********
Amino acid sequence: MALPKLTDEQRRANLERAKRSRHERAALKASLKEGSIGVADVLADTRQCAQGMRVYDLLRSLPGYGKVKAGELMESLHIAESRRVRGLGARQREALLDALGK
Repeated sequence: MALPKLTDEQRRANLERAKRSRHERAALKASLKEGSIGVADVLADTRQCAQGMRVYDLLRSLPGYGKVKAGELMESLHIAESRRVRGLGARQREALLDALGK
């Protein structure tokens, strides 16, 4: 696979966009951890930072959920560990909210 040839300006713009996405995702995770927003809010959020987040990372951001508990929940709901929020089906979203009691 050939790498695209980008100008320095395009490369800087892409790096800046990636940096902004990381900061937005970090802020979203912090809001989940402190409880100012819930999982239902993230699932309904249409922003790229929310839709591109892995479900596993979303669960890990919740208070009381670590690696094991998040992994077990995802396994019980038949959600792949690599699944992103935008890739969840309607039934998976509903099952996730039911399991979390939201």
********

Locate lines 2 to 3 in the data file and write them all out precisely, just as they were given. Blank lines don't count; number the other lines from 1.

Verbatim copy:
Repeated sequence: MALPKLTDEQRRANLERAKRSRHERAALKASLKEGSIGVADVLADTRQCAQGMRVYDLLRSLPGYGKVKAGELMESLHIAESRRVRGLGARQREALLDALGK
């Protein structure tokens, strides 16, 4: 696979966009951890930072959920560990909210 040839300006713009996405995702995770927003809010959020987040990372951001508990929940709901929020089906979203009691 050939790498695209980008100008320095395009490369800087892409790096800046990636940096902004990381900061937005970090802020979203912090809001989940402190409880100012819930999982239902993230699932309904249409922003790229929310839709591109892995479900596993979303669960890990919740208070009381670590690696094991998040992994077990995802396994019980038949959600792949690599699944992103935008890739969840309607039934998976509903099952996730039911399991979390939201």